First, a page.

Students and their parents received a presentation on social media safety and guidelines for smartphone and device use at Rio Norte Junior High School on Tuesday.
The assemblies were hosted by Digital4Good — a Bakersfield-based organization that lectures on the importance of cyber-security, being aware about troubling trends on social media and teaching how parents and kids can communicate to set boundaries and limitations on device use.
Thomas Flores, assistant principal at Rio Norte, said the student assemblies during the day focused on how they could respond in a positive way when they see negativity online — particularly in instances of cyberbullying.
“We talked about how a lot of negative things get a lot of attention, but how we should change that and shift that so that positive things get a lot of attention,” said Flores. “So that’s what we focused on today in our assembly.”
The parent assembly had a stronger focus on strategies on how to control social media and phone usage, making them aware of parental controls on iPhones and informing them about which apps are popular and how students use them.
Strategies for parents mainly including dialogue and communication with their children. A pamphlet handed out ahead of the parent presentation offered the following advice: follow/friend your child on all their social media accounts, go over what information should not be shared online, know all the passwords on their devices and accounts, set limits for device use, watch child for potential signs of abuse or addiction, check the privacy, security and GPS settings on their devices and accounts, and know the trends.
“There’s no speedway to teach your kid how to read, there’s no speedway to teach your kid on how to use these devices,” said Kim Karr, co-founder of Digital4Good, who gave the presentation on Tuesday. “You have to sit side by side with them. Just like if you teach them how to drive … To be able to drive a car, you have to get your permit, you have to take a test and you have to do these different things. Make your kid, if you want something from you, and you don’t want them to have it yet, make them take a test.”
Carr said making sure parents and students were on the same page was crucial for reducing anxiety, depression, stress, cyberbullying and reducing the risk of more serious things that could happen on social media such as human trafficking and exploitation.
A list of starter questions was presented to parents on how to begin a conversation and featured questions such as, “What social media networks do you and your friends use?” and “What kind of Snapchats do you post, can I see your Snapchat story?”
The pamphlet then guided the conversation to transition into privacy and safety, friends and social communication issues and digital wellness. The latter challenged parents to ask questions such as, “Have you ever taken a post down?” and “Have you ever seen an embarrassing picture that someone else posted of another person of which they were not aware?”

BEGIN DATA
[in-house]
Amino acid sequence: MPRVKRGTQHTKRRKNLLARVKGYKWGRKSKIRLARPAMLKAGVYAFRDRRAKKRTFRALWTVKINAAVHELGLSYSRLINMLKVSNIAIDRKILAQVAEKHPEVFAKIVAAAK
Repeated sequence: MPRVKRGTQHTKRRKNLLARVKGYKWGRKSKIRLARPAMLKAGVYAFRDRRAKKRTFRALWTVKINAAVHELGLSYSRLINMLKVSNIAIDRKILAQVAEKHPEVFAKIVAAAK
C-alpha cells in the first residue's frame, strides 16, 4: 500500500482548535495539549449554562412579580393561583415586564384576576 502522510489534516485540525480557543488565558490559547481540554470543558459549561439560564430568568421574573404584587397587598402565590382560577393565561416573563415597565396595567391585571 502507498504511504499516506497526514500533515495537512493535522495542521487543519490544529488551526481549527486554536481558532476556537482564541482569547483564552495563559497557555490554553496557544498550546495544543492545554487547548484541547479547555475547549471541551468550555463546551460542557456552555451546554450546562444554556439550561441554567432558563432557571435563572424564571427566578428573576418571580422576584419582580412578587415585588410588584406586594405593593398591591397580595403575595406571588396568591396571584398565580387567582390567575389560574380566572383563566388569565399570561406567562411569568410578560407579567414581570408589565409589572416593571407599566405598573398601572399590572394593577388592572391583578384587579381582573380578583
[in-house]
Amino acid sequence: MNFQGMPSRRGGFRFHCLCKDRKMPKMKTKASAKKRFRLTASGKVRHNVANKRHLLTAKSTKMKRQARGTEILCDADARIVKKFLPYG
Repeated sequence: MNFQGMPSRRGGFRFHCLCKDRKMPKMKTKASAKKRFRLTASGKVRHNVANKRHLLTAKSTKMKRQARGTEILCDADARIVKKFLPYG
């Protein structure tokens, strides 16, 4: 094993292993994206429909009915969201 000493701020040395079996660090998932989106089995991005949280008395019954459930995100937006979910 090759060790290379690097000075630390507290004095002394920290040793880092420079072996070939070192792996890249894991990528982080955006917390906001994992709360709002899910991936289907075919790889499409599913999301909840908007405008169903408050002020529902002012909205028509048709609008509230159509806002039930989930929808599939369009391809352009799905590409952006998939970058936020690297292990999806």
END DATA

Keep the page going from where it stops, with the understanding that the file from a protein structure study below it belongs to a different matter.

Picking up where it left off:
During a segment of the presentation in which she emphasized the importance of parents knowing their children’s social media passwords, Karr said one of the reasons it was good idea was to save them from embarrassment if they do post something they shouldn’t have.
Karr then showed examples from across the country of students posting racist acts such as forming a swastika out of red party cups, wearing single-lettered shirts that were initially used to spell out a graduation congratulations but were rearranged later to spell out a racial slur, and a photo of a student wearing a Ku Klux Klan hood and robe that was done on a dare — all of which was posted on social media.
“Here’s the interesting thing when I worked at this school, because it was an investigation. The parents didn’t have the passwords, if they were able to, it would have gotten taken down before the news got ahold of it,” said Karr. “The school had a screenshot but the news got it because it was still public, the kid’s account was public … The parent didn’t have the passcode. Right, if the parent had it, it would have gotten taken down … because the parents didn’t have the password, they couldn’t help them take it down.”
When asked to clarify her statements following the presentation, she said matters such as the photos she presented should be considered a “private matter” and that parents should be able to do anything they can to “protect their families in those situations.”
“Because it’s going public, right, and it’s a minor. And so yeah, they got, of course, got in trouble at the school site. But this way, it’s not. I mean, this is the news media, and it made national news. So if they can get it where shutting it down when your kids get in trouble and it’s a pretty big deal,” said Karr. “Getting your accounts on private, because if it’s on private, the news media (can’t) come in. But if it’s on public, as you know, they (can) go in there and pull up all those pictures to post up on their news stories, so that’s how they’re getting that.
“And so it’s like, I mean, you’re putting yourself out there … most kids do have their accounts on public. So it’s like, ‘Hey, they’re minors still,’ and we need to make sure you go in there and quickly shut as much down so that you can (and) hopefully help when those bad situations arise.”